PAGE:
When elite Israeli architect and interior design specialist Irma Orenstein couldn’t find a high-end mezuzah case (that holds a parchment scroll inscribed with Biblical passages and is attached by Jews to their door jambs) to match the house of one Israel’s richest inhabitants, she decided to create a bespoke mezuzah on her own.
Now, this prestigious Jewish item has been created for the boutique retail market in collaboration with Lalique, a French glassmaker, founded by renowned glassmaker and jeweler René Lalique in 1888. Lalique is best known for producing glass art, including perfume bottles, vases, and hood ornaments, since the early 20th century.
What does Irma Orenstein’s client base look like?
Orenstein’s clients are at the high end of the Israeli and international market. When she designed the home of Israeli-Canadian billionaire businessman and philanthropist Sylvan Adams, she was missing something.
“It was born out of necessity,” Orenstein told The Jerusalem Post in an interview about the mezuzah. “Part of my design concept is to bring all the values of the relevant content worlds for each unique home.” She explained that “when I designed Sylvan Adams’ house, a beautiful penthouse where everything is custom-made, including the lighting fixtures, I needed to find a mezuzah.”
Orenstein said that she literally “looked everywhere... I asked friends who are more connected to the ultra-Orthodox world than I am.” But she gave up, and decided to create one of her own. “I designed this mezuzah because I couldn’t find one relevant to my design. It was born out of necessity and love.”
“If I don’t find a beautiful accessory that I’m looking for, I produce one on my own,” she said.
Orenstein added that her personal background has a lot to do with this design. “I grew up in Tbilisi [Georgia] and came to Israel later on in my life. I combine gold, an artifact that I grew up with [in Georgia] with crystals, yet always give the designs a modern interpretation. This melting pot that exists in Israel is what inspired me to create the special mezuzah.”
Orenstein is the name and talent behind an impressive collection of exclusive residential properties in Israel and overseas. Located in Tel Aviv, her Irma Orenstein Architecture & Interior Design Studio was established in 2002. She specializes in providing architectural and design services to prestigious apartments, penthouses and luxury buildings, as well as many unique commercial projects.
Her exemplary portfolio showcases diverse properties as far afield as London, Vienna and New York as well as many locations in Israel. She also works closely with the foremost Italian furniture makers to design “haute couture” stairways, lighting fixtures, furniture, tableware and accessories in accordance with the demands of each specific project.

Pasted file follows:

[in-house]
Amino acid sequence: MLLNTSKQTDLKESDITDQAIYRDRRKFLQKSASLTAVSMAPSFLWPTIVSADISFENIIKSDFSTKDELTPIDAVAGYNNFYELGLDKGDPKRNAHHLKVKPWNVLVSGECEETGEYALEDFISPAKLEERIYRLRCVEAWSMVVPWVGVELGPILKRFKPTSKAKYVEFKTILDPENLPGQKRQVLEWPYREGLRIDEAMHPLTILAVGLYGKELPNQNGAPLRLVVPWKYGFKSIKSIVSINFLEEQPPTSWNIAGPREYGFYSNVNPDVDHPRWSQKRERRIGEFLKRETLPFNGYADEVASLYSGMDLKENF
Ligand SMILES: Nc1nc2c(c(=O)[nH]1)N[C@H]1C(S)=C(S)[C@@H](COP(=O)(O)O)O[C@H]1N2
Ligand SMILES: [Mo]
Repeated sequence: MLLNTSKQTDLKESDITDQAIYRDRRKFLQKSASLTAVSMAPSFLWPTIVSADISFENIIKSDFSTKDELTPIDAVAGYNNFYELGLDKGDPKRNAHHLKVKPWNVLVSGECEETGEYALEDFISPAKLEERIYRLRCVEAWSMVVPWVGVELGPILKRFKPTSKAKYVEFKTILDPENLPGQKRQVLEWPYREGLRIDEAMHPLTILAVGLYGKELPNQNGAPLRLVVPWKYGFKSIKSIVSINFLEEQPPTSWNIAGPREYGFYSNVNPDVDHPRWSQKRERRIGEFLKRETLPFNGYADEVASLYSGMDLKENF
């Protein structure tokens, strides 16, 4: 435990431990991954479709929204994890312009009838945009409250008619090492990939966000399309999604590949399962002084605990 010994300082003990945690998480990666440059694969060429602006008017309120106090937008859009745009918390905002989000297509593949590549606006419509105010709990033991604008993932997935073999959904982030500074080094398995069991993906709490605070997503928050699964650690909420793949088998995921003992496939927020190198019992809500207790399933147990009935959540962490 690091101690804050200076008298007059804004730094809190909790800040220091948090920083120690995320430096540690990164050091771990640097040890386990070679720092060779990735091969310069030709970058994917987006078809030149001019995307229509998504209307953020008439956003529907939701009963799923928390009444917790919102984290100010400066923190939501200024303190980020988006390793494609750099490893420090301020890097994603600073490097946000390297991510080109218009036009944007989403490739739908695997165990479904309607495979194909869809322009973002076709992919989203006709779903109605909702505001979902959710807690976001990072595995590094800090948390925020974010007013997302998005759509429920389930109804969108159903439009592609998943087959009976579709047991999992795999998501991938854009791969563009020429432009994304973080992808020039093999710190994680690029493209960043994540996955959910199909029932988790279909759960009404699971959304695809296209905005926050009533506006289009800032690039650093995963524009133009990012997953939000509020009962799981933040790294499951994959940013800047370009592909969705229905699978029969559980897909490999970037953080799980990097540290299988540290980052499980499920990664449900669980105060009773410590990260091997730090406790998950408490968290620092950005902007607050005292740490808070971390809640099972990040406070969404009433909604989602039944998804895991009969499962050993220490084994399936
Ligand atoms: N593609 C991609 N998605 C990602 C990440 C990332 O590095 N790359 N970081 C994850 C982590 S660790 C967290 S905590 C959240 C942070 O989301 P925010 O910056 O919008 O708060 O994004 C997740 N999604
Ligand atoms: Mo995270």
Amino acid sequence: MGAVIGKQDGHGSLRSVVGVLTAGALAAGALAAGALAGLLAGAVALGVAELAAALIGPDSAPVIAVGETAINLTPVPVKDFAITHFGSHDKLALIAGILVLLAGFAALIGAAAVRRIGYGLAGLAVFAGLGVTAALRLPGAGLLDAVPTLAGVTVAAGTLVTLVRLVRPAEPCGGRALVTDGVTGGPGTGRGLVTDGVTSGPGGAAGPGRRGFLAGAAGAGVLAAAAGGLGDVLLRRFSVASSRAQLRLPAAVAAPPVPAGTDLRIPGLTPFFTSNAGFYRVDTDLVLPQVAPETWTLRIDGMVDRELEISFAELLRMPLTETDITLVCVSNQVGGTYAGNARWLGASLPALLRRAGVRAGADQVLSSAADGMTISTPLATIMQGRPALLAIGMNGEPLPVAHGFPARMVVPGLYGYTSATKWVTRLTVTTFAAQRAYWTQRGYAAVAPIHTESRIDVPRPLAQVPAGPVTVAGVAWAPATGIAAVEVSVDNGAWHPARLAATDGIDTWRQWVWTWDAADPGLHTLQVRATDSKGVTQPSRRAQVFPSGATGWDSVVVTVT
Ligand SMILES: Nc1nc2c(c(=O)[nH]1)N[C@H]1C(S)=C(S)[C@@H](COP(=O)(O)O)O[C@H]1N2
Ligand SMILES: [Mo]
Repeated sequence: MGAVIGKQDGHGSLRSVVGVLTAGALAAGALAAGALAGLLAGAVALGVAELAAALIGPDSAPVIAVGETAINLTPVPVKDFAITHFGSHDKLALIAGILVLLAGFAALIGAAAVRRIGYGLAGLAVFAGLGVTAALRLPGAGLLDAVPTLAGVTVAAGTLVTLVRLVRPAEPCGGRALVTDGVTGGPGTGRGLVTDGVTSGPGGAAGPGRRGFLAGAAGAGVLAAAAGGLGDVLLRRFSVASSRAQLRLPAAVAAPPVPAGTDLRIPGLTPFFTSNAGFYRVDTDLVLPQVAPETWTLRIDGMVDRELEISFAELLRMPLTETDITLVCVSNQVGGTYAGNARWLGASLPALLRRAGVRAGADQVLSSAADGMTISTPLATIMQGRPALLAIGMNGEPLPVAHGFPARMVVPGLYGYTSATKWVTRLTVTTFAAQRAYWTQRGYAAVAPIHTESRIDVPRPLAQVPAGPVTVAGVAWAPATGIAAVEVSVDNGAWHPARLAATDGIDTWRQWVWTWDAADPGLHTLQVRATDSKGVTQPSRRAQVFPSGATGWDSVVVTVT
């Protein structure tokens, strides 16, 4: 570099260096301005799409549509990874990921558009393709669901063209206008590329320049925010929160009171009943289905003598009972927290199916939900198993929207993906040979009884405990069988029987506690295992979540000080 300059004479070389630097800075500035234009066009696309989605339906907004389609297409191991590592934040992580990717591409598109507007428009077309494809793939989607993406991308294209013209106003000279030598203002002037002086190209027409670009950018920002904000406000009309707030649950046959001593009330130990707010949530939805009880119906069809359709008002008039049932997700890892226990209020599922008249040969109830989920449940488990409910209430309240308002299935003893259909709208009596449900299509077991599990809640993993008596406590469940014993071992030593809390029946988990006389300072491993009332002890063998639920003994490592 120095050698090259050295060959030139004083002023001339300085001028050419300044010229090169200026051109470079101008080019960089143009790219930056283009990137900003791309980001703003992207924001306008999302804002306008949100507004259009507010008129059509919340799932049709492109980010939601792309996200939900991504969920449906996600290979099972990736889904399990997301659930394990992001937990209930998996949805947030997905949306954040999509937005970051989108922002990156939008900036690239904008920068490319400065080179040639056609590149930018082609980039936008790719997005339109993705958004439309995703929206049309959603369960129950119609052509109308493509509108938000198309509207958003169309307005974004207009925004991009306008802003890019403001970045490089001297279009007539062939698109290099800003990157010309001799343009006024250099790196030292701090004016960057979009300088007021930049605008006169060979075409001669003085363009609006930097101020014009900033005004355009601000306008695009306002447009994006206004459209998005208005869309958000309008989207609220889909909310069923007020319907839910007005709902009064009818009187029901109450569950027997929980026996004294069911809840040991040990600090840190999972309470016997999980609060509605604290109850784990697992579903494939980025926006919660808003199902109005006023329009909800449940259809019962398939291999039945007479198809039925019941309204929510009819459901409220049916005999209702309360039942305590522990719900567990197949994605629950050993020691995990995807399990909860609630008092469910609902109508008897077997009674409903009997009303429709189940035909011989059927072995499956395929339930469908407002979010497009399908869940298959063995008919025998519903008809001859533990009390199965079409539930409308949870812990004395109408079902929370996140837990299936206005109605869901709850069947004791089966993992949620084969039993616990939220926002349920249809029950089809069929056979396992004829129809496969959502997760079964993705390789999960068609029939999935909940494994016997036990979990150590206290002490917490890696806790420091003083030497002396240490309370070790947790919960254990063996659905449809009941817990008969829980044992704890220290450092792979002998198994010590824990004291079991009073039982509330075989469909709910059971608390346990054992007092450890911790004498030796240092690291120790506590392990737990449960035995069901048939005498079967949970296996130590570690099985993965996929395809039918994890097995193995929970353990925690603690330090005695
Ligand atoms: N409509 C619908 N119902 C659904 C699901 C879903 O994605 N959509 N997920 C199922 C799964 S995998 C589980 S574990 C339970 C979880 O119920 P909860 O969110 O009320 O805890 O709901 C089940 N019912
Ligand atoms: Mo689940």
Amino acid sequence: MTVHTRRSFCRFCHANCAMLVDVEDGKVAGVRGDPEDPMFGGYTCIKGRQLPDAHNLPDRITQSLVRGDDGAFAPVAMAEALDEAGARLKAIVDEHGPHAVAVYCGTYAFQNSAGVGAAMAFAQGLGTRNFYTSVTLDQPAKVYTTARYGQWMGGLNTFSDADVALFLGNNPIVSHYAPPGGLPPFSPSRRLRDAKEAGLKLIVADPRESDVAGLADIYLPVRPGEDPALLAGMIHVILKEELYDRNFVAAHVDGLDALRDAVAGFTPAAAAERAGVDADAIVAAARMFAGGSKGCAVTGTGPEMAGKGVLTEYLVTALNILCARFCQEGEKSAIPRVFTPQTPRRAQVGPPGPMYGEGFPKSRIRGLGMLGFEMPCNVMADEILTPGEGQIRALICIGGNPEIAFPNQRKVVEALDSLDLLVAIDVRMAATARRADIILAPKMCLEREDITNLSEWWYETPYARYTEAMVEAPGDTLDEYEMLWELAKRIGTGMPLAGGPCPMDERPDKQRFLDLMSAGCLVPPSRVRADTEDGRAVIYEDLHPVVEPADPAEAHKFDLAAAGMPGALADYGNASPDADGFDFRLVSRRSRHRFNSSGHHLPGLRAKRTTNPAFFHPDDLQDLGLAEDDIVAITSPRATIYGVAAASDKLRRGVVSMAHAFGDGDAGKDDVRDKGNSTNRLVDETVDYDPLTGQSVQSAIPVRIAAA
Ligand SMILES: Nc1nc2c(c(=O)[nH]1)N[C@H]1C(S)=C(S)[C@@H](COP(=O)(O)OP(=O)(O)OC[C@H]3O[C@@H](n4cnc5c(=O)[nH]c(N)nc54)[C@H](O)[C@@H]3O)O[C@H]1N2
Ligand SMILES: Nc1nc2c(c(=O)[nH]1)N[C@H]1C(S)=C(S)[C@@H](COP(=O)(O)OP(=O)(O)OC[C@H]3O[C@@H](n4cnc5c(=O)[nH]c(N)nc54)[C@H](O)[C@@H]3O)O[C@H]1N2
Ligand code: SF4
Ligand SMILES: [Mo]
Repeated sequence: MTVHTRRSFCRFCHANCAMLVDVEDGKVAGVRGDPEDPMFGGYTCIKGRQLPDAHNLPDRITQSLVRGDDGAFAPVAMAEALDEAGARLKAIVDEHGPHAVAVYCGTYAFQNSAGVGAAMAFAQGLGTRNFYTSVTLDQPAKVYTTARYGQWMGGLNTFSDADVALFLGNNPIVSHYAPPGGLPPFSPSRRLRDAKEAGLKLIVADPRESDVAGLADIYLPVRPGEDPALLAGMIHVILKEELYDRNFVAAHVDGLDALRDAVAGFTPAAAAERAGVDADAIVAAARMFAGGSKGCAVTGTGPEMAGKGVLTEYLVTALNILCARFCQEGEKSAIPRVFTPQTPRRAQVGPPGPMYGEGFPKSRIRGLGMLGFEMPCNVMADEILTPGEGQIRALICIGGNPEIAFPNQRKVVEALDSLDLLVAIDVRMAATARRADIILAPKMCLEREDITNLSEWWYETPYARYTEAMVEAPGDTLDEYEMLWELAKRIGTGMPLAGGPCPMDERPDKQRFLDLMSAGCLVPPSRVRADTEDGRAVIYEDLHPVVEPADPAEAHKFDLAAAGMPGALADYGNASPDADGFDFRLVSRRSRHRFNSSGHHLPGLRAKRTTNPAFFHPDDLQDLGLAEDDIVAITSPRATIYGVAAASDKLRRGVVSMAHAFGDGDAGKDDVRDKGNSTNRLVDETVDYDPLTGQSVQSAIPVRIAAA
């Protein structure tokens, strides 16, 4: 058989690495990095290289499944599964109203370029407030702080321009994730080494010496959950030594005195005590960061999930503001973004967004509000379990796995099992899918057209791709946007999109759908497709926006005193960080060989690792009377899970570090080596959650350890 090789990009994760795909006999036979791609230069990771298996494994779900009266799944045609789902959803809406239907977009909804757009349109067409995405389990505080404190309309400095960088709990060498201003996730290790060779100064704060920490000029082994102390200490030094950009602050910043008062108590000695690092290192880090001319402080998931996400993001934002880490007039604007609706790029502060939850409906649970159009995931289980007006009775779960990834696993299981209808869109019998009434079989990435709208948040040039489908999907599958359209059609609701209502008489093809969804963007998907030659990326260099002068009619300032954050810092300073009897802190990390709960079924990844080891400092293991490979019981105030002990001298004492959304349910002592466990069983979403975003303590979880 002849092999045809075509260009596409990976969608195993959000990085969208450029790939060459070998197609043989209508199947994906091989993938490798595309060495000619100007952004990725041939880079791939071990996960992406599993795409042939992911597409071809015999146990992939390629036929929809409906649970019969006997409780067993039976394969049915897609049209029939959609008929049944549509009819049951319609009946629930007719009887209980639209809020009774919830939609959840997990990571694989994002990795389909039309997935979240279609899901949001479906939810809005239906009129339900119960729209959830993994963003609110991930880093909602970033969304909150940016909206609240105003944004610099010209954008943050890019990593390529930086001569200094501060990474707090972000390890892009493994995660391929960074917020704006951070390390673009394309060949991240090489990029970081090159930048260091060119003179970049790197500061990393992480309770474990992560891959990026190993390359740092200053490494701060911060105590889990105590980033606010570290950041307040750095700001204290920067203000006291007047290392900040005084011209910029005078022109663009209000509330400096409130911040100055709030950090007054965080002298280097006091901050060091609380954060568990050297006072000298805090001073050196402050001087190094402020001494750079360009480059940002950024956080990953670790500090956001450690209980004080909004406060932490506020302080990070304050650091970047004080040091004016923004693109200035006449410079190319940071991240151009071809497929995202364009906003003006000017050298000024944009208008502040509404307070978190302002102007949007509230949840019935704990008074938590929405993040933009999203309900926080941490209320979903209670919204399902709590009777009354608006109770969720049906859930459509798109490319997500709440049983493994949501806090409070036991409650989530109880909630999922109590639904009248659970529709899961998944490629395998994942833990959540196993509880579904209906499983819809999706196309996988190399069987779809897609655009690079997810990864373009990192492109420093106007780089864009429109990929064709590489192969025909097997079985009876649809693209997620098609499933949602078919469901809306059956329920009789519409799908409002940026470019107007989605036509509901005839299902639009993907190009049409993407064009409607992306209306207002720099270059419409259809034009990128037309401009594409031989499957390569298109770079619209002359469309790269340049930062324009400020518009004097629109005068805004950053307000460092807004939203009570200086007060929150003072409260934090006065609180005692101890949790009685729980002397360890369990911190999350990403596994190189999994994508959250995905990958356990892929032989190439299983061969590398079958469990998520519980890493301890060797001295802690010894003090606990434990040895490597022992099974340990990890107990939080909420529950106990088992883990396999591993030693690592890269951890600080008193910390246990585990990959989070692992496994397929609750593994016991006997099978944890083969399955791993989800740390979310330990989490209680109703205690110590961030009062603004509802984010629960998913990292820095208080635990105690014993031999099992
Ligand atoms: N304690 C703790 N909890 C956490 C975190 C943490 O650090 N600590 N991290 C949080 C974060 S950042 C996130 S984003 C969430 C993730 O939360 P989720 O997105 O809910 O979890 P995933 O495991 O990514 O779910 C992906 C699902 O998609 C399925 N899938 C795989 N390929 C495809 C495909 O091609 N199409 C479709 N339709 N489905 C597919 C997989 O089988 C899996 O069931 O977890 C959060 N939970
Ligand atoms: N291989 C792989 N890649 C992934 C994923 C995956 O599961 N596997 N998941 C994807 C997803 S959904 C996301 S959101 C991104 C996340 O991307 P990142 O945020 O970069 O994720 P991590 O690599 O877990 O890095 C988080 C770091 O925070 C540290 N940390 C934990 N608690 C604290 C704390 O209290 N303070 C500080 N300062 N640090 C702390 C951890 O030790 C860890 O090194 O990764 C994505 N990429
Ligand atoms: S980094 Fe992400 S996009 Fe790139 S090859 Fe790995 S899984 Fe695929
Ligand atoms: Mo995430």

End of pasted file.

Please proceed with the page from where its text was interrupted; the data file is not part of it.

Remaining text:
Orenstein’s design work has been shown internationally and was selected to be presented at the START Art Fair 2018 which took place at London’s Saatchi Gallery. She was also a keynote speaker at the London Design Biennale that year.
“The crystal mezuzah captivates with its curved lines that catch the light,” Lalique’s website says, describing the new collaboration object with Orenstein. “While it is produced at the Lalique Manufacture in Wingen-sur-Moder Alsace, its design comes from Tel Aviv.”
The mezuzah is available in two different sizes, in clear crystal with a nickel or gilded finish with green or blue stones. The regular size costs €900 and the larger version costs €3,600. Orenstein disclosed that she is in the midst of creating a special edition of the mezuzah according to the 12 tribes of Israel, while each piece will include a different color of gems, according to the make-up of the hoshen, a special item of clothing that the high priest wore in the Temple.
The evolving mezuzah
The mezuzah, which has different Jewish elements engraved inside and outside, is hand made in a special factory in France. “I designed the mezuzah but also dealt with the engineering development,” Orenstein explained. She added that “because I love engineering, I sent them [Lalique] the exact plans of how to produce the mezuzah.”
“I’m so proud to collaborate with Lalique, as an Israeli architectural artist,” Orenstein said. “Lalique, which is one of France’s cultural institutions, used to work with the French royal family, so creating a mezuzah with them is all the more exciting,” she voiced with satisfaction.
Orenstein articulated that the religious and even ultra-Orthodox community has slowly changed its preferences regarding design: “The religious Israelis and Diaspora Jews I meet as clients want beauty in their homes and businesses. As opposed to two decades ago, the same people don’t just want their homes to be functional. More and more wealthy ultra-Orthodox families want their values for modern beauty incorporated in their homes.”
Lalique already hosted a launch party for the mezuzah in France and is planning on hosting similar ones in Israel, New York and London.
“The people at Lalique were overwhelmed with the amount of feedback and requests for orders of the mezuzah,” she said, explaining she hopes that not only Jews will order this new piece of Judaica, but also Evangelical Christians.